It’s also hard to keep up with the heroes and protagonists in fiction, from the deep, wide setups and pockets to the “everyday Joe” who somehow turns into a Master MacGyver capable of overcoming all just because he rises to the occasion when needed.
Those people are fictional and fictionalized, even on the occasions they’re based on the author or somebody the author knows.
Do not use those people as benchmarks. Even in “reality” TV with a survivor/preparedness basis, we are looking at the standout Characters from a casting call or a collection of culled moments from weeks of footage. It’s skewed, even on the occasions it is the truth or close to it.
That said, prepper fiction can be useful.
One, it opens us to ideas. The pick “Big Thing” that sets off a disaster is one aspect, but really, it’s the snippets of nitty gritty that may barely even be mentioned — composting toilets, backpacks for goats and dogs and llamas, micro-scale hydro, different styles and methods of growing, and even the oh-so-common gunfights that mention firearms and mods. They give us aspects for research.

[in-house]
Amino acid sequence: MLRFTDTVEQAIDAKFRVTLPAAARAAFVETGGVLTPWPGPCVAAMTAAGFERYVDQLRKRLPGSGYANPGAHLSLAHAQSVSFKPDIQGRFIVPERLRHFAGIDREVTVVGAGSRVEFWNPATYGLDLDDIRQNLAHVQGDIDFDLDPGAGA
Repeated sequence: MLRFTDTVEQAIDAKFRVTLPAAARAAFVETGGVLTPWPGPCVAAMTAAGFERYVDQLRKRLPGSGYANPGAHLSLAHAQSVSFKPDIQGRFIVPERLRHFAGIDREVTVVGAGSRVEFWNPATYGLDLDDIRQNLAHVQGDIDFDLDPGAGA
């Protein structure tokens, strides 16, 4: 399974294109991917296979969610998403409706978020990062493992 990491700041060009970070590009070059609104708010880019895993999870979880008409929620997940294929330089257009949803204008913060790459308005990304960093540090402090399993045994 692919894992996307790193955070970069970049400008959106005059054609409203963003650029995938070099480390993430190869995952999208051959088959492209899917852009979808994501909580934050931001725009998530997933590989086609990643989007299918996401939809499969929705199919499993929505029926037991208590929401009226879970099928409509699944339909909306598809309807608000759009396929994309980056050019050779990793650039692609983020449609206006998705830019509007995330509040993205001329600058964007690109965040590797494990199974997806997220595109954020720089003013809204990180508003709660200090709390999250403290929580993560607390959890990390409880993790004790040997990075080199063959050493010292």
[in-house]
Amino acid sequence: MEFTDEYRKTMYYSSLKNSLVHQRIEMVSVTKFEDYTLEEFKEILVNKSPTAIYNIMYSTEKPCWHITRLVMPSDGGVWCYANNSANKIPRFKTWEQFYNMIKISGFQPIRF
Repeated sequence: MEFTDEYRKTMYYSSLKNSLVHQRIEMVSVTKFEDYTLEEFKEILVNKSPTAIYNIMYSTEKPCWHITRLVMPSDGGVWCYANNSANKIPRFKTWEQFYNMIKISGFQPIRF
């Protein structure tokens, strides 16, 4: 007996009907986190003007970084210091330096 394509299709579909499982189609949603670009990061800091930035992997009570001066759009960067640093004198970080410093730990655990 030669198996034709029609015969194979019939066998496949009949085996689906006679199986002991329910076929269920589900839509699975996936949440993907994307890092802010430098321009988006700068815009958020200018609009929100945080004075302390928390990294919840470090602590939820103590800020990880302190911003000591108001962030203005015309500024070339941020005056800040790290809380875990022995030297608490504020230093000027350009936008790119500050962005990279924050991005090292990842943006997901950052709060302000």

We can also apply the things from the news to a prepper-fiction setting. Not the guns-blazing stuff. Press pause or close the book, and game plan that fictional setting with whatever repairs we’re looking at, whatever’s on the news, the things that already do occur, in functioning society, that are unlikely to go away regardless of type or scale of disaster.
In their scenario, in their set circumstances, what are the tells, reactions, and recovery to the stressors we see: animal- and human-source food contaminations, cold and flu season, flash floods, tornadoes, housefires and wildfires, broken sewage and water mains nearby, a drunk and disorderly neighbor (with a family/group strong enough that “shoot him” is going to create additional problems), stray dogs and cats joining already problematic livestock threats, wild hogs spreading, late and early freezes and unseasonal dry or wet or cold spells.